What is spiritual discernment?
Discernment of sound judgment is the ability to perceive reality as it really is. The opposite is deception and/or delusion. Spiritual blindness is inevitable for all unbelievers (2 Cor. 4:4) while believers have a discerning spirit given by the Holy Spirit. (1 Cor. 2:12-14) In the Old Testament, Solomon asked for a discerning spirit to distinguish right from wrong. (1 Kings 3:9) The writer of Hebrews says that discernment results, in part, from consistently obeying God’s Word. (5:14)
What guiding lights has God given us in order to help us discern God’s will?
If we are on a river at night we must follow the guiding lights in order to stay in the main channel. Here are twelve guiding lights for knowing God’s will:
- The Bible: what principles apply to our specific situation? How do they apply?
- Prayer: be specific about your needs. (Distinguish needs from wants)
- Godly Counsel: people who love us and have a good grasp of God’s Word.
- Proper Motivation: Is our decision selfish or will it please God and encourage others?
- Providential Circumstances: God gives the resources for what He calls us to do.
- Inner Conviction: Involves a settled disposition by being persuaded by the facts.
- Peace of Mind: Am I uneasy or anxious about a particular course of action?
- Clear Conscience: Is our conscience clear toward God and others? (Acts 24:16)
- Personal Desires: Rejoice in the Lord and He will give you your heart’s desire.
- Common Sense: Wisdom involves common sense and sound judgment about how to live.
- Anticipated Results: What are the likely consequences of a particular course of action?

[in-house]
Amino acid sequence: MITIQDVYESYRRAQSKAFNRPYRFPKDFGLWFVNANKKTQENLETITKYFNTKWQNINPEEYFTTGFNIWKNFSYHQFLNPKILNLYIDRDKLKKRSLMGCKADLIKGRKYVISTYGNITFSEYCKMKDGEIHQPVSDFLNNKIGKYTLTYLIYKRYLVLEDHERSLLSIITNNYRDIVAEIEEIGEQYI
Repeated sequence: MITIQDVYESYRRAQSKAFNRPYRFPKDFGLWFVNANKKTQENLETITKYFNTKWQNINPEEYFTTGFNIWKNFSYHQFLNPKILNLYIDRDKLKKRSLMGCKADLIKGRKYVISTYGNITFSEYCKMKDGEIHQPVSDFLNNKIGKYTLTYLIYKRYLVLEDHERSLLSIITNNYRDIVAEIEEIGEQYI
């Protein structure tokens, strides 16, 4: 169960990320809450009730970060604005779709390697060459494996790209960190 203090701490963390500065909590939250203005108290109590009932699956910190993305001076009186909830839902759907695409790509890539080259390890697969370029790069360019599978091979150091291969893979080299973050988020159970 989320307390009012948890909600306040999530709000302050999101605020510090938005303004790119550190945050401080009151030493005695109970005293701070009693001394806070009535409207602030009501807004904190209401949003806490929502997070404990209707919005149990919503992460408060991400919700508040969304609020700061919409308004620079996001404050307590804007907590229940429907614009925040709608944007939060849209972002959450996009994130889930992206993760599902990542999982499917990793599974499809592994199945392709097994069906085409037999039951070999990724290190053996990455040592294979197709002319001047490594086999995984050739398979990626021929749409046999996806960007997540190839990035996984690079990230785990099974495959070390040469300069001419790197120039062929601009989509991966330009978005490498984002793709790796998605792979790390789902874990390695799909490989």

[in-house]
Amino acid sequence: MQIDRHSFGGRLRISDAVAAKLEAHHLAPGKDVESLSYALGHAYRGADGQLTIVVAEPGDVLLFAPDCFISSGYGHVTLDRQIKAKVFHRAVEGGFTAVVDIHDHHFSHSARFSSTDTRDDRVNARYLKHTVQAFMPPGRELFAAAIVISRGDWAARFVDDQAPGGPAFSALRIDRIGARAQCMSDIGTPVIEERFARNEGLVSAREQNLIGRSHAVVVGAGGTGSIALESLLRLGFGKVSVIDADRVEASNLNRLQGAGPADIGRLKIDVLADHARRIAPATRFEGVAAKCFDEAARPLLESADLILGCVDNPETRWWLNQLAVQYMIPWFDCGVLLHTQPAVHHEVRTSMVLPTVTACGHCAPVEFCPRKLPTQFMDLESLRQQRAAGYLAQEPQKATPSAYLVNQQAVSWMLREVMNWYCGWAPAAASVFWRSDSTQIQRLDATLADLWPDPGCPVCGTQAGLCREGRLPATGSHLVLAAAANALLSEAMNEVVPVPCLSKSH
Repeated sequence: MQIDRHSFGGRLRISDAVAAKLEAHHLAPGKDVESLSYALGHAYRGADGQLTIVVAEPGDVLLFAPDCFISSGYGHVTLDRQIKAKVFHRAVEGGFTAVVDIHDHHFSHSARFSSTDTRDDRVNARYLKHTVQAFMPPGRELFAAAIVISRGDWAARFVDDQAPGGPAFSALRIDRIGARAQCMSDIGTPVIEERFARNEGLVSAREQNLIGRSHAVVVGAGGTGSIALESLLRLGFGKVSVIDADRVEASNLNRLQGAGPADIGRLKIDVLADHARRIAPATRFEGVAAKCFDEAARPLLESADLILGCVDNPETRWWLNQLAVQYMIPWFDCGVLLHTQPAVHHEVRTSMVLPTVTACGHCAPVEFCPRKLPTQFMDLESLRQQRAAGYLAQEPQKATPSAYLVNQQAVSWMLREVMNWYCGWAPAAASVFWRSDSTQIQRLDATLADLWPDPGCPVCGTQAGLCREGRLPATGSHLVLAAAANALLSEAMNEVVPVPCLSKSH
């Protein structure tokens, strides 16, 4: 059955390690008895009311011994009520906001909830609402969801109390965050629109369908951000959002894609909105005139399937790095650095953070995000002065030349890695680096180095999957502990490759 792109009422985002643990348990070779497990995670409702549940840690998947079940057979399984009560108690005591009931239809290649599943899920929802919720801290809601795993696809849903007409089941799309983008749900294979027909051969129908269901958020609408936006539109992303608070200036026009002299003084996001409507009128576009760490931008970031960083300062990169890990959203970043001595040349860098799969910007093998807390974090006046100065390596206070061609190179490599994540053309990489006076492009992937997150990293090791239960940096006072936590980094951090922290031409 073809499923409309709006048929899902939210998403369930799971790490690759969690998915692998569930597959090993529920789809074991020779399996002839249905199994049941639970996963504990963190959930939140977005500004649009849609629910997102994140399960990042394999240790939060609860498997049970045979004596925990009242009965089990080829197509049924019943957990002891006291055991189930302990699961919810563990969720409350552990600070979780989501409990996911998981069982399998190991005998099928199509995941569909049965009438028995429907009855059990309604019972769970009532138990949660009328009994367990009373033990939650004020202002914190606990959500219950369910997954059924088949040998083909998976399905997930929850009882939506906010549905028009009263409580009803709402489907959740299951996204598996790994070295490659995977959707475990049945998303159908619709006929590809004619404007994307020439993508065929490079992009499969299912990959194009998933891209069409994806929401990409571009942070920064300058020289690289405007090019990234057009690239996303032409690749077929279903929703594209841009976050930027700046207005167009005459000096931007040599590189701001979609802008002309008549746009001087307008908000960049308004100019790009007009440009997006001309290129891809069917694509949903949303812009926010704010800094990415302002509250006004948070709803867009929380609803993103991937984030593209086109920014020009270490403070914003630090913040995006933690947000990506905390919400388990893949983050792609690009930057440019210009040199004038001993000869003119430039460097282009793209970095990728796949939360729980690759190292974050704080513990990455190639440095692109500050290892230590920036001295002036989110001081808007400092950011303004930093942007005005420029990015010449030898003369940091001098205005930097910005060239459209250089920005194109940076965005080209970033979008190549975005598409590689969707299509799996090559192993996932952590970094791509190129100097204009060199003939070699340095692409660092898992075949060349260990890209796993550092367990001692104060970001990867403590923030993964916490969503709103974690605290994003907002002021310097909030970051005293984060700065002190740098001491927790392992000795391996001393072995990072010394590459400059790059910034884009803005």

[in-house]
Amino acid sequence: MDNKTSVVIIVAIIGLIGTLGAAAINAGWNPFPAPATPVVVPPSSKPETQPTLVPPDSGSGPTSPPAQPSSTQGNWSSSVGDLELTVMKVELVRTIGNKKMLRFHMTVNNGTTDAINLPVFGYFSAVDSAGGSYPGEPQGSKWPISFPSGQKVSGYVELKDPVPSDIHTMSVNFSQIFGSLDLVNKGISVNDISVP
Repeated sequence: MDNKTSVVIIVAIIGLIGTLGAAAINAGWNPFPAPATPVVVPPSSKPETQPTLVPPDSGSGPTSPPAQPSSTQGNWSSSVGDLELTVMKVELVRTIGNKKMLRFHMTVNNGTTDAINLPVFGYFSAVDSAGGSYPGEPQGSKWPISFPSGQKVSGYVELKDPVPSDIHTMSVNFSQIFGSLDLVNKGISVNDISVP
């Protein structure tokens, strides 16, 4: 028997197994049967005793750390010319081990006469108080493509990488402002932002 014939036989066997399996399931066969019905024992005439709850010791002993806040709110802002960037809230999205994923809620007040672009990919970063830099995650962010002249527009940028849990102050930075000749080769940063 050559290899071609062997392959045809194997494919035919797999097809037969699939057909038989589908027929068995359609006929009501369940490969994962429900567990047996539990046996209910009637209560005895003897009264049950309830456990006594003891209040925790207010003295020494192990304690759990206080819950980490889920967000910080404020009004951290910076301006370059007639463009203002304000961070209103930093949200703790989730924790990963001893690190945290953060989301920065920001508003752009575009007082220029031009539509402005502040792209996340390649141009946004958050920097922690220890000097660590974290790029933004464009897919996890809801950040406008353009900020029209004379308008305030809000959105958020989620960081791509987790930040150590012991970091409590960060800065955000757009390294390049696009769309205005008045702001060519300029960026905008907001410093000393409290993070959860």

- Personal Experience: What lessons have we learned that might apply to this decision?
Our responsibility is to weigh the input we receive from these sources and arrive at a wise and godly decision. Our decision is only as good as our best option. Sometimes the best option may be to wait for more definitive information. Sometimes we may have to choose between the lesser of two evils.
What are some characteristics of spiritual discernment?
It is rooted in: the truth of God’s Word, objective reality (facts), as well as a sound evaluation of circumstances and experiences. The Spirit of God helps us understand to Word of God so we might know the will of God and become more like the Son of God. (Rom. 12:1-2; 2 Cor. 3:18)
How can we grow in our ability to discern?
- By consistently practicing the classical spiritual disciplines.
- By asking God in prayer for and seeking increased discernment in His Word.
- By developing a healthy distrust for basing our decisions solely on our feelings
- By consistently putting into practice what we already know to be God’s will.
- By avoiding unreliable, untrustworthy and ungodly counsel.
- By seeking a mentoring relationship from a spiritual mature Christian.
- By being open to the illuminating work of the Holy Spirit in your life.
What practices should we seek to avoid in the process of discerning God’s will?
- Avoiding taking verses from the Bible out of their complete context.
- Avoid putting out fleeces—this is not a normative method of knowing God’s will.
- Avoid the drawing of lots or any other way of putting God in a box.
- Be careful in what you attribute to God. For example, some people say, “God told me this…” But did He really? Did you hear an audible voice? How do you know it was God?
What questions can I ask in order to make wise decisions?
- Is the decision in accordance with the clear teaching of God’s Word?
- Is the decision consistent with what I know about Christ’s character?
- Is the decision consistent with my understanding of the objective facts?
- Is the decision consistent with historical, orthodox, biblical Christianity?
- Is the decision confirmed by other godly Christians who also know me?
- Is the decision confirmed by a variety of means or sources?
- Is the decision consistent with my general understanding of God’s will?
- Is the decision made by prayer and confirmed by a settled peace of mind?
- Is the decision motivated by a sincere desire to please and glorify God?
- Is the decision likely to benefit others or is it just selfishly induced?
God always gives His very best to those who leave the choice with Him!